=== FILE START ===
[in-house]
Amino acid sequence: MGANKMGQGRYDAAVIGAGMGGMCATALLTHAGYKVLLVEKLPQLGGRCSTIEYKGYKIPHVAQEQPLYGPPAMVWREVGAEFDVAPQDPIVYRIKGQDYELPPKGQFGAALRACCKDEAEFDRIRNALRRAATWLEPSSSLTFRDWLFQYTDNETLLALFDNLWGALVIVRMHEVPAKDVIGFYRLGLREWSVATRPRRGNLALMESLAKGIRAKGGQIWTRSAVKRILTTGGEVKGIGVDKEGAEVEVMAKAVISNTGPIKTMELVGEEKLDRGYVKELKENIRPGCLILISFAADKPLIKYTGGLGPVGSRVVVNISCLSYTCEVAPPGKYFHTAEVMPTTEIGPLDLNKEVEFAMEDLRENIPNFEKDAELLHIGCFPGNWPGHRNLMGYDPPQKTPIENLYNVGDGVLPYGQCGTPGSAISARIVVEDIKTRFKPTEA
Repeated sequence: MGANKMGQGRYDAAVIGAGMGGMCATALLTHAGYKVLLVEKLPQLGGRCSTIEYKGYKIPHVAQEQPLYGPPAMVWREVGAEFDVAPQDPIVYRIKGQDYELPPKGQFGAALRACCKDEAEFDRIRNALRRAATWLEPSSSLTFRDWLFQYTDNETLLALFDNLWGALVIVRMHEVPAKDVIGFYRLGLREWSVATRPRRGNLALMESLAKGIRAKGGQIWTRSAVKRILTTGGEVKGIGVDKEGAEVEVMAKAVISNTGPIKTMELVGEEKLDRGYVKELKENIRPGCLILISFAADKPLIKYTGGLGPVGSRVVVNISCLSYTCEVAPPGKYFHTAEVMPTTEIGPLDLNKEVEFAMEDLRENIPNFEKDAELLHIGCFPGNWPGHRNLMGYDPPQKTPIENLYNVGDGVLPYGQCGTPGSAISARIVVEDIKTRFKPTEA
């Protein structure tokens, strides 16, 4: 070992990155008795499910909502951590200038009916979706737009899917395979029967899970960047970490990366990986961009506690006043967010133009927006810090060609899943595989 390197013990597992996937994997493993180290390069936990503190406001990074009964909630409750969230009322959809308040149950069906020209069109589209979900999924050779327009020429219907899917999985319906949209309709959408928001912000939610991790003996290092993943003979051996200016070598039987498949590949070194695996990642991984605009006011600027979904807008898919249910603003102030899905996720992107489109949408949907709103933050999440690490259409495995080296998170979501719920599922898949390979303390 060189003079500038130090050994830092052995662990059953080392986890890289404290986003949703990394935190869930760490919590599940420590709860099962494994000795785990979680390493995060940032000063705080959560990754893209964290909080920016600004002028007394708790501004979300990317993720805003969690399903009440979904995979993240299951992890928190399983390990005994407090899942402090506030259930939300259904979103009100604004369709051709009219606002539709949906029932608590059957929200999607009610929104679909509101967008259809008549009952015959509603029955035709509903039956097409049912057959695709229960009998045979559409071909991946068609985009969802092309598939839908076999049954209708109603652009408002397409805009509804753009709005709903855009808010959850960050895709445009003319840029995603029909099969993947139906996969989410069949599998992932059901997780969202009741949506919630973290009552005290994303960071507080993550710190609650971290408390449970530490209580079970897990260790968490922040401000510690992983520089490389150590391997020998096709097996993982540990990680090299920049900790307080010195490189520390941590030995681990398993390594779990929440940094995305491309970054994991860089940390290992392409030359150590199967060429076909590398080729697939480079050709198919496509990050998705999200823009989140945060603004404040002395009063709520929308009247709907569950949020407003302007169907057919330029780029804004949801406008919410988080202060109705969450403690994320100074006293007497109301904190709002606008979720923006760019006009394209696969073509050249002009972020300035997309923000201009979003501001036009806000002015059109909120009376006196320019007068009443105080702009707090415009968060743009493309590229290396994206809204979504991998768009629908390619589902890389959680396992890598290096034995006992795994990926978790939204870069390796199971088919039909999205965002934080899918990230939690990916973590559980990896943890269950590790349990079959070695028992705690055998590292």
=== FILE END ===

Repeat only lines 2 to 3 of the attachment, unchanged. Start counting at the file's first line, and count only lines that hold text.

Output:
Amino acid sequence: MGANKMGQGRYDAAVIGAGMGGMCATALLTHAGYKVLLVEKLPQLGGRCSTIEYKGYKIPHVAQEQPLYGPPAMVWREVGAEFDVAPQDPIVYRIKGQDYELPPKGQFGAALRACCKDEAEFDRIRNALRRAATWLEPSSSLTFRDWLFQYTDNETLLALFDNLWGALVIVRMHEVPAKDVIGFYRLGLREWSVATRPRRGNLALMESLAKGIRAKGGQIWTRSAVKRILTTGGEVKGIGVDKEGAEVEVMAKAVISNTGPIKTMELVGEEKLDRGYVKELKENIRPGCLILISFAADKPLIKYTGGLGPVGSRVVVNISCLSYTCEVAPPGKYFHTAEVMPTTEIGPLDLNKEVEFAMEDLRENIPNFEKDAELLHIGCFPGNWPGHRNLMGYDPPQKTPIENLYNVGDGVLPYGQCGTPGSAISARIVVEDIKTRFKPTEA
Repeated sequence: MGANKMGQGRYDAAVIGAGMGGMCATALLTHAGYKVLLVEKLPQLGGRCSTIEYKGYKIPHVAQEQPLYGPPAMVWREVGAEFDVAPQDPIVYRIKGQDYELPPKGQFGAALRACCKDEAEFDRIRNALRRAATWLEPSSSLTFRDWLFQYTDNETLLALFDNLWGALVIVRMHEVPAKDVIGFYRLGLREWSVATRPRRGNLALMESLAKGIRAKGGQIWTRSAVKRILTTGGEVKGIGVDKEGAEVEVMAKAVISNTGPIKTMELVGEEKLDRGYVKELKENIRPGCLILISFAADKPLIKYTGGLGPVGSRVVVNISCLSYTCEVAPPGKYFHTAEVMPTTEIGPLDLNKEVEFAMEDLRENIPNFEKDAELLHIGCFPGNWPGHRNLMGYDPPQKTPIENLYNVGDGVLPYGQCGTPGSAISARIVVEDIKTRFKPTEA